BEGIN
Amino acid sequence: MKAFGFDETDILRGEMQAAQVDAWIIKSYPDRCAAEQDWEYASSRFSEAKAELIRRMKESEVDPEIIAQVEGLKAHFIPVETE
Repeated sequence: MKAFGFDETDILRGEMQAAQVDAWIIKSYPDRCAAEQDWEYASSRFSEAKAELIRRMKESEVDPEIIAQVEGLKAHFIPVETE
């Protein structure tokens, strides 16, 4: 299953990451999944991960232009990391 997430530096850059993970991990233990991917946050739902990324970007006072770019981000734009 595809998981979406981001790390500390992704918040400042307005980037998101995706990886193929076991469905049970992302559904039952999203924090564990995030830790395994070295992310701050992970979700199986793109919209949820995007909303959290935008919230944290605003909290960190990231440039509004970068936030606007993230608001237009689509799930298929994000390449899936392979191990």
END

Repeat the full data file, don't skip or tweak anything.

Amino acid sequence: MKAFGFDETDILRGEMQAAQVDAWIIKSYPDRCAAEQDWEYASSRFSEAKAELIRRMKESEVDPEIIAQVEGLKAHFIPVETE
Repeated sequence: MKAFGFDETDILRGEMQAAQVDAWIIKSYPDRCAAEQDWEYASSRFSEAKAELIRRMKESEVDPEIIAQVEGLKAHFIPVETE
């Protein structure tokens, strides 16, 4: 299953990451999944991960232009990391 997430530096850059993970991990233990991917946050739902990324970007006072770019981000734009 595809998981979406981001790390500390992704918040400042307005980037998101995706990886193929076991469905049970992302559904039952999203924090564990995030830790395994070295992310701050992970979700199986793109919209949820995007909303959290935008919230944290605003909290960190990231440039509004970068936030606007993230608001237009689509799930298929994000390449899936392979191990």